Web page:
Scanning a printed scrapbook page and assembling it in your image editing software may be a bit tricky, depending on the size of the page and the number of elements you’ve added to it. A page with lots of embellishments—metal tags, alphabet blocks, ribbons, photo corners, and more—may feel like a lot to scan, but the more accurate your scan, the better the file you’ll have to work with in your editing program. We're using Photoshop CS4 for this example.
Begin by scanning the page at the highest resolution your printer supports. If you are scanning a 12-by-12-inch page, you may have to do the scan in two passes if you’re using a traditionally sized flatbed scanner, and then reassemble the page in your image editing software. The most important consideration is to scan at the highest resolution available for your hardware. Save the file as a TIFF for the best quality and open the image in your favorite program.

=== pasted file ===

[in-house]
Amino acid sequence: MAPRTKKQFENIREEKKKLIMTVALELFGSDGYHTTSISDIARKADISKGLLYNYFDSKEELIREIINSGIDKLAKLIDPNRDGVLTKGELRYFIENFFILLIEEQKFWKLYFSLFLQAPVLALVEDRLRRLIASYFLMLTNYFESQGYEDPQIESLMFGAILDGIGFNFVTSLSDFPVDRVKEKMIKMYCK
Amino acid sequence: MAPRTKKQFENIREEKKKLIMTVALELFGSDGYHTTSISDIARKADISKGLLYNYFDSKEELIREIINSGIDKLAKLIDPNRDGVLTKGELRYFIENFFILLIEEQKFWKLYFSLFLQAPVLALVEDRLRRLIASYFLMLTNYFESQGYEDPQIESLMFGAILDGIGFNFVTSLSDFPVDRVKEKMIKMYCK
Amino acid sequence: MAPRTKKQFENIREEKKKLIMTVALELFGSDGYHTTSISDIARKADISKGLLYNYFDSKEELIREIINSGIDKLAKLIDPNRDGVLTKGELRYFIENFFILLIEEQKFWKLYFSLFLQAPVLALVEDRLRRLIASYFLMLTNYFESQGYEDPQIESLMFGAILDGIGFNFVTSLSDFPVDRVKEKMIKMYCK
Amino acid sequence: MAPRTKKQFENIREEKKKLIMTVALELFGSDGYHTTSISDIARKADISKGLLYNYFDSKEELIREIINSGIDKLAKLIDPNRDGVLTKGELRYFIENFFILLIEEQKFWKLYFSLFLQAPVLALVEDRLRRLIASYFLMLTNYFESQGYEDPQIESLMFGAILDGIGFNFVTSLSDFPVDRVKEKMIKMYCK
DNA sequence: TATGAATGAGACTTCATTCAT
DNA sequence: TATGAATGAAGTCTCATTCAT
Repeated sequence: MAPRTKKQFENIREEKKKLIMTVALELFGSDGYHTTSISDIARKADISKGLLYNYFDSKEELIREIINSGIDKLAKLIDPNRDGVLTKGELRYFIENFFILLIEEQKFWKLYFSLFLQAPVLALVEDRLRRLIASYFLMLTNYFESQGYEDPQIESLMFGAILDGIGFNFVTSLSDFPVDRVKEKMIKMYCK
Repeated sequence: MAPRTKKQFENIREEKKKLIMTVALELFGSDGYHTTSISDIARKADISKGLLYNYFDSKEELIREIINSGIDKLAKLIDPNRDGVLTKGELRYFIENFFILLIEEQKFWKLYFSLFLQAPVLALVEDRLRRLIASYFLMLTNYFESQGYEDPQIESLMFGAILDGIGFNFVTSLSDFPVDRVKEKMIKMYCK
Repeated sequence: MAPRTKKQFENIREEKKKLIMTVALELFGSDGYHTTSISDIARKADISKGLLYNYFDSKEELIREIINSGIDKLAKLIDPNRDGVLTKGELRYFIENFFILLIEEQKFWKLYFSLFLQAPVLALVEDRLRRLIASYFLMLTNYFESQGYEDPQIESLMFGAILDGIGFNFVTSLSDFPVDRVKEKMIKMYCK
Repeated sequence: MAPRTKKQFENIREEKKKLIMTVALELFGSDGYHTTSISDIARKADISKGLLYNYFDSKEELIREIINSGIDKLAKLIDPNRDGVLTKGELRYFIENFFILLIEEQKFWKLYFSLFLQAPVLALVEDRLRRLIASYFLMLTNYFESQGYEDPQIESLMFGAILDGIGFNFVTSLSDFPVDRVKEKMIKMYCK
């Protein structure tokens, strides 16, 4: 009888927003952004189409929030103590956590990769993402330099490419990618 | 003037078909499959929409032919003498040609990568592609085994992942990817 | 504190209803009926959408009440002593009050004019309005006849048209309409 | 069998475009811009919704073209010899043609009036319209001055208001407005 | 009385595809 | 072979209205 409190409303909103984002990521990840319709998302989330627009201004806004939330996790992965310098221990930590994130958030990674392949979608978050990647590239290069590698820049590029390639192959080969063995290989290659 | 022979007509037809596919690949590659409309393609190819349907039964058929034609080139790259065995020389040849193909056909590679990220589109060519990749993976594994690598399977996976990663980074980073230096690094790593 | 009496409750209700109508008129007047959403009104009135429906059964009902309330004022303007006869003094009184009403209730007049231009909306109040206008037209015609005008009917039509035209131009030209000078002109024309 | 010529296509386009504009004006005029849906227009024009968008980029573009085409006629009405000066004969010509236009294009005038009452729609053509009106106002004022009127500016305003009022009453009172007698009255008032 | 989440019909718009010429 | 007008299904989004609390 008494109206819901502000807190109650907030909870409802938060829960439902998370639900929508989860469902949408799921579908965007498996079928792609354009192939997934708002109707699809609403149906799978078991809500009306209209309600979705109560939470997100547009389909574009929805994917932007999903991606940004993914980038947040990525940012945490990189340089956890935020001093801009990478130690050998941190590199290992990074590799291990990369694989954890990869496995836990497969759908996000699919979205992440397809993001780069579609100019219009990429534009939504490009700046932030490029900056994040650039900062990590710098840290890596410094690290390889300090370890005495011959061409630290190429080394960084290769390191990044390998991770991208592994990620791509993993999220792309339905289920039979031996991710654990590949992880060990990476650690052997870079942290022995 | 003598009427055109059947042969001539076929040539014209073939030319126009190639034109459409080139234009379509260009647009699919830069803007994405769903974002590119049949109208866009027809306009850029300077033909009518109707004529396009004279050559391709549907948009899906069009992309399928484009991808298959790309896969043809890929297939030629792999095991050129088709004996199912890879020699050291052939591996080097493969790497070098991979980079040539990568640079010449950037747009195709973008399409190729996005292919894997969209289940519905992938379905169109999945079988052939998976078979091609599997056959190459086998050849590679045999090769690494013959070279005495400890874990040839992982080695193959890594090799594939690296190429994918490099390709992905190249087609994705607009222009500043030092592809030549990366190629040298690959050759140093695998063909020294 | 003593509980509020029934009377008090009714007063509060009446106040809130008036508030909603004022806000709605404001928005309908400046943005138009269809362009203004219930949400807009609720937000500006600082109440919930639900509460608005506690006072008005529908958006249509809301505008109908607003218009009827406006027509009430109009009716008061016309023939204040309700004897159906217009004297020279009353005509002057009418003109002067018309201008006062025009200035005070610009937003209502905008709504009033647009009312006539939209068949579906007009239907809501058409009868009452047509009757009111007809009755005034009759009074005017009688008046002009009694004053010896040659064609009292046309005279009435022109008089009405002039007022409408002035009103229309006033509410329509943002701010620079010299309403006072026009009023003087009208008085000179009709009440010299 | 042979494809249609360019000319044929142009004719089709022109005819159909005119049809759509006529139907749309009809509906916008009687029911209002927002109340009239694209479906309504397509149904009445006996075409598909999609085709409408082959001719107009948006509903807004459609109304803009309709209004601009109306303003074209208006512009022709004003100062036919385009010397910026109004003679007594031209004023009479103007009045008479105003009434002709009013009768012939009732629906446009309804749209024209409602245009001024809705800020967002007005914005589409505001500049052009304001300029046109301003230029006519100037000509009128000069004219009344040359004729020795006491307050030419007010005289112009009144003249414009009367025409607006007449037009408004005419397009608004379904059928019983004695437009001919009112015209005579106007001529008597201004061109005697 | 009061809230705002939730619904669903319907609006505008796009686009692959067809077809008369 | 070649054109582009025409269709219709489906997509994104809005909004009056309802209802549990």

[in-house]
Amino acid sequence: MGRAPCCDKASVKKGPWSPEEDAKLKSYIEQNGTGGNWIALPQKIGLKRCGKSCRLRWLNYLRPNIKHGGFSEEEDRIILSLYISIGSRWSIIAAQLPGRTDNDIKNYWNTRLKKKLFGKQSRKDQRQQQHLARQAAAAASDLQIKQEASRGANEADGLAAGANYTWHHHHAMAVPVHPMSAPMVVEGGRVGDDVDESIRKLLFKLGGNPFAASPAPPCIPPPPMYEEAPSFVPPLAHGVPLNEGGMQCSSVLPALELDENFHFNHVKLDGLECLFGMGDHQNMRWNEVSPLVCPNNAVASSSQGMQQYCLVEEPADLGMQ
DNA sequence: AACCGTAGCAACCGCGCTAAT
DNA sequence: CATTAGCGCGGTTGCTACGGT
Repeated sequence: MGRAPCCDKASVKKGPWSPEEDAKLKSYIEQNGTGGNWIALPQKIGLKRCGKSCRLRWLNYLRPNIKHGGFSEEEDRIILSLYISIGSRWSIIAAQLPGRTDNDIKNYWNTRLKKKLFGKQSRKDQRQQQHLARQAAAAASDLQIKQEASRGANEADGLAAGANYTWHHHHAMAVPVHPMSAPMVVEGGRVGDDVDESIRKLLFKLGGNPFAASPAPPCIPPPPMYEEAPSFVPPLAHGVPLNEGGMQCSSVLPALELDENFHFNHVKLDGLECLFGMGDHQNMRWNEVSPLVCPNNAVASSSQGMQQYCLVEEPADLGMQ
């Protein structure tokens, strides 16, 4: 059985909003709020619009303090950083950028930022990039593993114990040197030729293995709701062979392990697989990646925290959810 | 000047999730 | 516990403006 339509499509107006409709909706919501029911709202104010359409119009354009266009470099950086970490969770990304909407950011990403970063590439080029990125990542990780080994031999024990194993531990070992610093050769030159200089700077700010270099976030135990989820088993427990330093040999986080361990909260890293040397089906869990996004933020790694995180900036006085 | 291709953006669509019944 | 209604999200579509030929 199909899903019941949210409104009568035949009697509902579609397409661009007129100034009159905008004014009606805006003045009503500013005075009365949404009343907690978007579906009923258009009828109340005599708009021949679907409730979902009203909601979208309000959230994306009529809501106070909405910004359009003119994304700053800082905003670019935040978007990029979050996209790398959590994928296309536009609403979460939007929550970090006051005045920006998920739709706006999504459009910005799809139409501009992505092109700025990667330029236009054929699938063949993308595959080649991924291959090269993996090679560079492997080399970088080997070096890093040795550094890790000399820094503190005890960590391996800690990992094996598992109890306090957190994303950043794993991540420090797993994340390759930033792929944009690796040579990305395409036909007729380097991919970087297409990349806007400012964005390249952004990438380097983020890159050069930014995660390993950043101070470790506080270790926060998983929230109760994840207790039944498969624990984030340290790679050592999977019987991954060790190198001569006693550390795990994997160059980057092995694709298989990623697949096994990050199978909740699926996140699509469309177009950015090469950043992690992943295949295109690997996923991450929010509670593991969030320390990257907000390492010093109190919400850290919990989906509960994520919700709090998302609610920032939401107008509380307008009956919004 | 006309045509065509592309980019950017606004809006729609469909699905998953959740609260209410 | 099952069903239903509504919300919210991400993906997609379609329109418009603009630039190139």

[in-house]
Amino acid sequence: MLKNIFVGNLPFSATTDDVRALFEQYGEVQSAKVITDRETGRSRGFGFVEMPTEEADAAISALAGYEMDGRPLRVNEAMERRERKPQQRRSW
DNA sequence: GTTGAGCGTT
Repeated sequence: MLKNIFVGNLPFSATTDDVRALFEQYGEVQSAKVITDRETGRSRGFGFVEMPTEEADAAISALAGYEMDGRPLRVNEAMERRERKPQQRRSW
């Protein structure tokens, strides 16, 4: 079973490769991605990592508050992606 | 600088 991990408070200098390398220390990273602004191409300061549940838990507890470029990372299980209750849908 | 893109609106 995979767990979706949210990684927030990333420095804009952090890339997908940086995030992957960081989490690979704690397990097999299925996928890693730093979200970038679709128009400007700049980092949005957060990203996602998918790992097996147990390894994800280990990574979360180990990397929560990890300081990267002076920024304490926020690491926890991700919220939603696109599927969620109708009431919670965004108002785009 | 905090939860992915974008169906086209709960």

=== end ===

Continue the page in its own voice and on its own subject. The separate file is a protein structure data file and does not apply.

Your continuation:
Moving different elements to their own layers—for example, saving a ribbon as an item separate from the background—may be easier than you think. Begin by selecting the item and copying it; then paste as a new layer in your image. When you use Copy instead of Cut to move the elements to their own layers, you preserve the background of the image and don't leave any holes where the buttons or ribbons used to be. You can avoid the copy-and-paste routine altogether by scanning your embellishments individually, if possible.